Tagged With customs


The short answer? You get caught. A Hong Kong national residing in Melbourne was recently busted accepting four boxes of printer cartridges in the mail. The only thing more odd than buying ridiculously overpriced printer toner in bulk, is the fact that hidden in each cartridge was methamphetamine.


While you might grumble at Customs taking issue with your $1000-plus international purchases, they're also in the business of confiscating objects a little more dangerous than discounted camera lenses and smartphones. This week, some 6000 weapons were snagged, including iPhone counterfeits capable of delivering electrical shocks.


A 62-year-old tourist was trying to enter the United States when he was stopped at customs to have his fingerprints scanned. This was a problem for both him and the customs agents, for he had no fingerprints.


When will these people get a clue? News.com.au is reporting that the next time you travel with your iPod, those friendly customs officials could pull you aside, slap on the latex and give your iPod a full-body cavity search for pirated music.

The push - which originates from the RIAA in the US - is global in scale, and the Australian government has openly admitted it is partaking in the discussions (although they haven't agreed to any aspect of the arrangement).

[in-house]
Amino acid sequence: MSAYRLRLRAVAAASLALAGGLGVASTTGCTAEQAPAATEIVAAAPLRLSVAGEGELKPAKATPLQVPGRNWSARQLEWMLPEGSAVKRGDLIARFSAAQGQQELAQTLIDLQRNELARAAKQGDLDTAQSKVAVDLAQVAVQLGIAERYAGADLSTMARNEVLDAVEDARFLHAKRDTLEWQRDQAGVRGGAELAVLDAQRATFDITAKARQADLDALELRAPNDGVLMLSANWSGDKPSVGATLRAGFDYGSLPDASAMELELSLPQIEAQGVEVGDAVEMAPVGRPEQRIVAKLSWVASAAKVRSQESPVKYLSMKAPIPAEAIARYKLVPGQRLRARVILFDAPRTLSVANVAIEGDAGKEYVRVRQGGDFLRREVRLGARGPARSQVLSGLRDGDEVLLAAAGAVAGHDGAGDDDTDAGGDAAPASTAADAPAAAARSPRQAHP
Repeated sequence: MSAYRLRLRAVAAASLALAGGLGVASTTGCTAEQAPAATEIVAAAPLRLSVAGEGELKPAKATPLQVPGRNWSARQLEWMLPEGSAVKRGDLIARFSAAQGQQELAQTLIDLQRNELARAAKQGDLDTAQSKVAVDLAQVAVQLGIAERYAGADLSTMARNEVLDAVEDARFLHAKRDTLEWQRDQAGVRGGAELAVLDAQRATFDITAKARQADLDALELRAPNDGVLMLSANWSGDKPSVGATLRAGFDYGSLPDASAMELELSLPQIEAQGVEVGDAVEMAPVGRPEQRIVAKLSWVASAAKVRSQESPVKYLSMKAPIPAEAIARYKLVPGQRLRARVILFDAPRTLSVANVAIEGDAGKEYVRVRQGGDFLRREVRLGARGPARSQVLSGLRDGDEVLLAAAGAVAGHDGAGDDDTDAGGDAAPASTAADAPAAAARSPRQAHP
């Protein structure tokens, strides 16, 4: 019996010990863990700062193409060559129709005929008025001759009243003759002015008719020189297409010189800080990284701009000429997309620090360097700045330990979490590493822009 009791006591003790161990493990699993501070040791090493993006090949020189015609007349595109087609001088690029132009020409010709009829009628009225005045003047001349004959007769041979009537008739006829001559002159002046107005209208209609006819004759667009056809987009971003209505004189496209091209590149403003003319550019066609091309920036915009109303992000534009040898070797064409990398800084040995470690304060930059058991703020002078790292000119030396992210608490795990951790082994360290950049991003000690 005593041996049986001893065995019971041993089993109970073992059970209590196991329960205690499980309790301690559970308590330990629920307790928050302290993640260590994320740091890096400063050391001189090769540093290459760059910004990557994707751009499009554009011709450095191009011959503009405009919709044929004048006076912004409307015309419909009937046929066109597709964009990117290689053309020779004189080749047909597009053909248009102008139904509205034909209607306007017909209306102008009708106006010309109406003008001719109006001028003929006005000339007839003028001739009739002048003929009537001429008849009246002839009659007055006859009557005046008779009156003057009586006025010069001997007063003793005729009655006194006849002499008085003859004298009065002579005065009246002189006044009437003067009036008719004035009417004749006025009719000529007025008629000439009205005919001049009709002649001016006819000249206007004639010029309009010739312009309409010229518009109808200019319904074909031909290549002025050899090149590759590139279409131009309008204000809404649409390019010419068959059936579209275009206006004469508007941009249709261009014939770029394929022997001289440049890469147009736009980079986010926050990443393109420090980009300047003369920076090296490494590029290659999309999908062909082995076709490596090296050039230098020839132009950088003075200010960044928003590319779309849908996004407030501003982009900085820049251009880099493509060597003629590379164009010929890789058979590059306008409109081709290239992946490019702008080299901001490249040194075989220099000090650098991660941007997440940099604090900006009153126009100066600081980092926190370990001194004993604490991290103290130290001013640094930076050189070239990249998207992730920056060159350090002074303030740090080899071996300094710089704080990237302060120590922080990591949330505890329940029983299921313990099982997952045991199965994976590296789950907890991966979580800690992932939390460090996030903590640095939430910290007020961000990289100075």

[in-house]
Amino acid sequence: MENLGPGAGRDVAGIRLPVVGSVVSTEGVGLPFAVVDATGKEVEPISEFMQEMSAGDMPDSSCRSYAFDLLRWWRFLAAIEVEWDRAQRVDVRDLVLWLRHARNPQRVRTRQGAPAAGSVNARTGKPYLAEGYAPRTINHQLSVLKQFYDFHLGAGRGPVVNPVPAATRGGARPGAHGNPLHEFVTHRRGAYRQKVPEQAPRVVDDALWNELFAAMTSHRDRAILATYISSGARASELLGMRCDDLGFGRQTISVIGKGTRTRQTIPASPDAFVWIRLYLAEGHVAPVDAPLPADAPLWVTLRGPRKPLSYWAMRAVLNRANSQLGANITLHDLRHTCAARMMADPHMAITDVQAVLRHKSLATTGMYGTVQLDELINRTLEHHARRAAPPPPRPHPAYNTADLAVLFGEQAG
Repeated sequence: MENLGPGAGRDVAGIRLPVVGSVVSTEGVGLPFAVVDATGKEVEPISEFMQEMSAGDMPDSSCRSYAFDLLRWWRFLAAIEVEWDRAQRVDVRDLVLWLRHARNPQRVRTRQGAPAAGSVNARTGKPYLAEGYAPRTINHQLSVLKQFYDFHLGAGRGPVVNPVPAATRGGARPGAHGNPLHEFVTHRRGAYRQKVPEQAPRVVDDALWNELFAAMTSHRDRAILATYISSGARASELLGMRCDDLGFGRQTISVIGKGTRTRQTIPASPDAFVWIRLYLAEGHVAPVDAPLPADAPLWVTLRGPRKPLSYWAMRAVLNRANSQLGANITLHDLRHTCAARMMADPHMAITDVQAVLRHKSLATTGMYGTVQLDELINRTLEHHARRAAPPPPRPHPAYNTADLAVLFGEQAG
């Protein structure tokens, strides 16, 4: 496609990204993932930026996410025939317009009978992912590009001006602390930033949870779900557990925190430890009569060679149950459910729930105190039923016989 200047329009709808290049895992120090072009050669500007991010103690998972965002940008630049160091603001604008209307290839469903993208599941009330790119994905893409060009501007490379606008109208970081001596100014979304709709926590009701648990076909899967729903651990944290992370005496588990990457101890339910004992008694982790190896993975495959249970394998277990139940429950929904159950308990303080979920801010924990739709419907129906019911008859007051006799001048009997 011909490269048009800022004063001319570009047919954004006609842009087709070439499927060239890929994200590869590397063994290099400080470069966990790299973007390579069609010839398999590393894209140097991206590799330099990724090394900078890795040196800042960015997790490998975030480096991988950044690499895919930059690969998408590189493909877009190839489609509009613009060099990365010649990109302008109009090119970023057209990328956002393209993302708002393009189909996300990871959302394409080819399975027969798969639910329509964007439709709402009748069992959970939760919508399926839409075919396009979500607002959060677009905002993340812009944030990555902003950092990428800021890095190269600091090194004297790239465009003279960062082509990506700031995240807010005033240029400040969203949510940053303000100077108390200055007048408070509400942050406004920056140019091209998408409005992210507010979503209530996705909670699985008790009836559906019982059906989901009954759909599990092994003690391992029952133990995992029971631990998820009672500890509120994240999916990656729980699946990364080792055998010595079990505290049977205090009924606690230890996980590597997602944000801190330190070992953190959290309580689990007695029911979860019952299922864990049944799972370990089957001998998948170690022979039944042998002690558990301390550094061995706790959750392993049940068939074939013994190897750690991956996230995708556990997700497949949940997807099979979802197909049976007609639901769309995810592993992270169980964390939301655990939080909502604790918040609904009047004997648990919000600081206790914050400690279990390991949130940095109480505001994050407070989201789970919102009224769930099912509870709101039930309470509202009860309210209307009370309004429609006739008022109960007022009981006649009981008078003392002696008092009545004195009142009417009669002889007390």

There's also a lot of confusion over exactly what will be considered as commercial levels of piracy.

If the government is foolish enough to vote this draconian ruling in, I think it would be a good time to join one of those floating communities in the Pacific... How the government can even be considering such a stupid proposition is beyond me.


You already knew that customs officials can search your laptop if they feel like it, detaining you if you refuse, but what can you do to protect yourself from random dudes checking out your vacation pics? The EFF has some tips. There's having multiple encrypted partitions, having secure passwords, shutting off your machine before searches and destroying naughty stuff semi-permanently with shredding applications. Hit up the link for more privacy tips.